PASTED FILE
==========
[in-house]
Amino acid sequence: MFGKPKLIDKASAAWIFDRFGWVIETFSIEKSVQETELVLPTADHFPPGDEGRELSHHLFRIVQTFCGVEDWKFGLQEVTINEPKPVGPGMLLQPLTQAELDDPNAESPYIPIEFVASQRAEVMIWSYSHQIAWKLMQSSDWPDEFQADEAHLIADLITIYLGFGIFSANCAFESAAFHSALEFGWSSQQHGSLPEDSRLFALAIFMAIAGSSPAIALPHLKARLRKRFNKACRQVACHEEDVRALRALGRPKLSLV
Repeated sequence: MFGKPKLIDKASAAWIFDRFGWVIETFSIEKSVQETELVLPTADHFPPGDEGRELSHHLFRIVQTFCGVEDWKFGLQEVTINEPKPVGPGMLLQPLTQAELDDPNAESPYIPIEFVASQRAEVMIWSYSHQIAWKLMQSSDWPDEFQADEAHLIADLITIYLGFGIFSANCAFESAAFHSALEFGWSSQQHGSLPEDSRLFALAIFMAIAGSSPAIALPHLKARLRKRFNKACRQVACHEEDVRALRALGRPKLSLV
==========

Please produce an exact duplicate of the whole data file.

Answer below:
[in-house]
Amino acid sequence: MFGKPKLIDKASAAWIFDRFGWVIETFSIEKSVQETELVLPTADHFPPGDEGRELSHHLFRIVQTFCGVEDWKFGLQEVTINEPKPVGPGMLLQPLTQAELDDPNAESPYIPIEFVASQRAEVMIWSYSHQIAWKLMQSSDWPDEFQADEAHLIADLITIYLGFGIFSANCAFESAAFHSALEFGWSSQQHGSLPEDSRLFALAIFMAIAGSSPAIALPHLKARLRKRFNKACRQVACHEEDVRALRALGRPKLSLV
Repeated sequence: MFGKPKLIDKASAAWIFDRFGWVIETFSIEKSVQETELVLPTADHFPPGDEGRELSHHLFRIVQTFCGVEDWKFGLQEVTINEPKPVGPGMLLQPLTQAELDDPNAESPYIPIEFVASQRAEVMIWSYSHQIAWKLMQSSDWPDEFQADEAHLIADLITIYLGFGIFSANCAFESAAFHSALEFGWSSQQHGSLPEDSRLFALAIFMAIAGSSPAIALPHLKARLRKRFNKACRQVACHEEDVRALRALGRPKLSLV